It’s opening day in Missouri.
Tuesday is the first day a Missouri physician may certify a patient to use marijuana for medical reasons, as well as the first day business hopefuls can get hold of an application to grow or sell the drug.
Sales of various forms of the products are to start early next year.
“We knew June 4 was going to be a very important day,” Jack Cardetti, a spokesman with the Missouri Medical Cannabis Trade Association, said Monday. “We’re really excited that tomorrow they’re going to have applications in hand.”
The Missouri Department of Health and Senior Services, the department tasked with regulating the medical marijuana industry, published applications for patients and potential business owners for the first time Tuesday, a move many have been waiting for since state voters approved Amendment 2 in November.
The amendment made Missouri the 33rd state to legalize marijuana for medical purposes, starting a stampede of business owners looking to capitalize on the new market. Sales are expected to top $100 million by 2025. Tax proceeds and licensing fees are to go to a new veterans health care fund, and are expected to generate about $20 million a year.
The state plans to keep identities of applicants secret. The Post-Dispatch has sued the state to release the names; the case is pending.
Many applicants have been long at work on their business plans, anticipating a competitive process to gain entry to the regulated industry. DHSS will accept business applications Aug. 3 through 17.
Missouri is required by law to approve at least 60 commercial growers, 86 facilities that manufacture marijuana-infused products and 192 dispensary licenses — 24 dispensaries for each of Missouri’s eight congressional districts.
As for patients, once they have a doctor’s certification that they meet the state’s qualifying conditions, they have 30 days to apply to the state and pay a $25 fee. DHSS could approve medical marijuana patients as early as July 4.
As of Tuesday, medical marijuana patients also may apply to grow a limited number of plants at home. Caregivers for medical marijuana patients also must apply for a permit.
If a physician is unwilling to certify a patient or caregiver, they can seek certification from one of several facilities setting up shop in Missouri, said Mimi Vo, a St. Louis physician with Missouri Medical Cannabis Trade Association.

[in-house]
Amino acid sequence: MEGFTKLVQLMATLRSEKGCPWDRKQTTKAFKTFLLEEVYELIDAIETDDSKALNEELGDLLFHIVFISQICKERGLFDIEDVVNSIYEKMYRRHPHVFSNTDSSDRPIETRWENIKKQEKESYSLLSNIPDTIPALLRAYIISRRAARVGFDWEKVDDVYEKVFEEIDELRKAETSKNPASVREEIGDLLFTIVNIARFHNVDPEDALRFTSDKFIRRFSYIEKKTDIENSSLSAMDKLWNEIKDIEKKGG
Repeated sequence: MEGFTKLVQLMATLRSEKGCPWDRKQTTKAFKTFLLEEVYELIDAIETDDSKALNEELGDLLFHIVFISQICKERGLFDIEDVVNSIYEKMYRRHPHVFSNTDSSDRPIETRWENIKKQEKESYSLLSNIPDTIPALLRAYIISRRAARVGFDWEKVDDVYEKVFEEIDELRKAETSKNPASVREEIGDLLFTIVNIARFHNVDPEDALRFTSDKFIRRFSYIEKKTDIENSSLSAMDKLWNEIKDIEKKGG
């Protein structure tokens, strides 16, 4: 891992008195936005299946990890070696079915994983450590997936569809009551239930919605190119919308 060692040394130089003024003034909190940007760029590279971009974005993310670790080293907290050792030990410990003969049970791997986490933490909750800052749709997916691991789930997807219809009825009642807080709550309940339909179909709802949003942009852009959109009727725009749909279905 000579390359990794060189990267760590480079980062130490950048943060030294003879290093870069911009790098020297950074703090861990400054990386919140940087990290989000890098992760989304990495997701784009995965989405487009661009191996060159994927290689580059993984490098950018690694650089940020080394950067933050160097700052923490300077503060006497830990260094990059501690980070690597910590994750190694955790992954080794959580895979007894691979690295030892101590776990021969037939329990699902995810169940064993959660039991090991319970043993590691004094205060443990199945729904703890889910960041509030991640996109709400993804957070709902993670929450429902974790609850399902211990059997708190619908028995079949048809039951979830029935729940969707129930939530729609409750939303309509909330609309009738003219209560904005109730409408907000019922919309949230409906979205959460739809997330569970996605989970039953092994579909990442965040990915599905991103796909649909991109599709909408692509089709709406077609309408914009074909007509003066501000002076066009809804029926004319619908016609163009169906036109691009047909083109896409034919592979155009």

Missouri has moved more quickly than other states that have legalized marijuana, Cardetti said. For example, Arkansas approved its first medical marijuana dispensary last month after legalizing the drug in 2016.
Missouri’s efficiency is due in part to its ability to study marijuana programs in other states, Cardetti said, and the fact that Amendment 2 sets strict deadlines for DHSS to establish regulations.
The state was required to complete its regulations by June 4. DHSS posted its final rules Friday, reflecting changes made since publishing draft versions beginning in March. DHSS received more than 500 comments in feedback.
“They’ve been remarkably open and receptive to suggestions throughout this process,” said Dan Viets, a longtime medical marijuana advocate who helped write Amendment 2 and heads the Missouri Cannabis Industry Association.
The rules and applications aren’t permanent. They will remain in effect through February, when they can be changed as needed. The department will accept further public comment on the rules in July and hold a public hearing.
Mitch Greene, with Feel State, a group hoping to open five dispensaries across central and southern Missouri, said he was generally happy with the finished rules.
“Are there things we would like to see change? Maybe, but we’re going to work within the parameters we’ve been given,” he said. “At the end of the day, we’ve developed a business plan that we feel very confident in.”
Greene said his group is waiting on municipal governments to finalize regulations on medical marijuana businesses before deciding where it wants to set up shop. Localities cannot prohibit medical marijuana businesses, but they can establish zoning rules and set other conditions.
Editor's note: An earlier version of this report included the wrong acronym for the Missouri Department of Health and Senior Services. This version has been corrected.